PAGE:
[0027] While the embodiments of the invention described above utilize a conventional watermark grid signal, specialized watermark signals could be developed which in some situations would provide a better quality measurement for labels. Furthermore, in alternative embodiments of the invention, in addition to containing a grid signal, the watermark could contain other data. For example, the watermark could include data which allows someone to link to a web site using the technology described in PCT publication WO 00/70585 published Nov. 23, 2000 and entitled “Methods and Systems for Controlling Computers or Linking to the Internet Resources from Physical and Electronic Objects”. His publication is hereby incorporated herein by reference. Thus the label inspection process according to the present invention could utilize a digital watermark that is placed on the label for other purposes such as for allowing a consumer to link to a web site. While the invention has been described with respect to preferred embodiments of the invention, it should be understood that various changes in form and detail may be made without departing from the spirit and scope of the invention. Applicant's invention is limited only by the appended claims.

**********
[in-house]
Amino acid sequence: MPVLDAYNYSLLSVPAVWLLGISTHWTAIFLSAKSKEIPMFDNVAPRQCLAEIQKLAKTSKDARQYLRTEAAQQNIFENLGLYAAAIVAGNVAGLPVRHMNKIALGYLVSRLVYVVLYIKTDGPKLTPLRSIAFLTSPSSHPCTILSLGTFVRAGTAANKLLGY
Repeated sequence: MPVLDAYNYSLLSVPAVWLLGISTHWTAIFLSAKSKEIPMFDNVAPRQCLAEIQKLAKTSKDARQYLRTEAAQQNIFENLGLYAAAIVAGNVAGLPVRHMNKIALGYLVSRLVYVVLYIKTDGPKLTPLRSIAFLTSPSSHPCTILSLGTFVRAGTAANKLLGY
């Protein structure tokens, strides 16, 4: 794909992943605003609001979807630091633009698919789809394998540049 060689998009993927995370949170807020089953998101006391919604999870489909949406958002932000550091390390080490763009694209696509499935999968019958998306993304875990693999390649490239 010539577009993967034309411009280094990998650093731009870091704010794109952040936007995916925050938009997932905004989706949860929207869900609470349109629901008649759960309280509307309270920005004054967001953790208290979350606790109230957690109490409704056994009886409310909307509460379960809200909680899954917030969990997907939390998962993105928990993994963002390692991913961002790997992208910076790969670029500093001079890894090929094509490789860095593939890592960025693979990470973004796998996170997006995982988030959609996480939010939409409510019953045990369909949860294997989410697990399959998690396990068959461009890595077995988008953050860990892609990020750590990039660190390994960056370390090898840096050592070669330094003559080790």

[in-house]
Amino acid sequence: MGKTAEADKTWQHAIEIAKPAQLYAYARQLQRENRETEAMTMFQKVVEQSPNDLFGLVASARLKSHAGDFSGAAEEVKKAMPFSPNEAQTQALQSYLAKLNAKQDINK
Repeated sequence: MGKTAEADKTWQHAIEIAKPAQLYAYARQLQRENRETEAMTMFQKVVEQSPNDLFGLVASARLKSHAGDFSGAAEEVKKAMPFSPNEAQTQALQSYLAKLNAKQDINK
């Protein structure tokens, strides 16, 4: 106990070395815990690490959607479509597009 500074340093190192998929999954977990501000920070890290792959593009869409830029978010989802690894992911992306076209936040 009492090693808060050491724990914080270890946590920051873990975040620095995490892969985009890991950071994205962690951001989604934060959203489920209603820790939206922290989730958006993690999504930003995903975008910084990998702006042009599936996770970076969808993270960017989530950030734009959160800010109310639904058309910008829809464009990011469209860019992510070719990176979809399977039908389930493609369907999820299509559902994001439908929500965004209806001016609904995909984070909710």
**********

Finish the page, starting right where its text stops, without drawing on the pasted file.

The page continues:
Referenced by
Citing PatentFiling datePublication dateApplicantTitle
US7277468Sep 10, 2001Oct 2, 2007Digimarc CorporationMeasuring quality of service of broadcast multimedia signals using digital watermark analyses
US7408680 *Sep 20, 2002Aug 5, 2008Canon Kabushiki KaishaImage processing apparatus and method
US7656930Oct 2, 2007Feb 2, 2010Digimarc CorporationAssessing quality of service using digital watermark information
US8130811Jan 22, 2010Mar 6, 2012Digimarc CorporationAssessing quality of service using digital watermark information
Classifications
U.S. Classification380/54
International ClassificationG09C5/00, G06T1/00
Cooperative ClassificationG06T1/0028, G06T2201/0202, G06T1/0071
European ClassificationG06T1/00W6M, G06T1/00W2
Legal Events
DateCodeEventDescription
Apr 5, 2001ASAssignment
Owner name: DIGIMARC CORPORATION, OREGON
Free format text: ASSIGNMENT OF ASSIGNORS INTEREST;ASSIGNOR:ANGLIN, HUGH;REEL/FRAME:011995/0225
Effective date: 20010405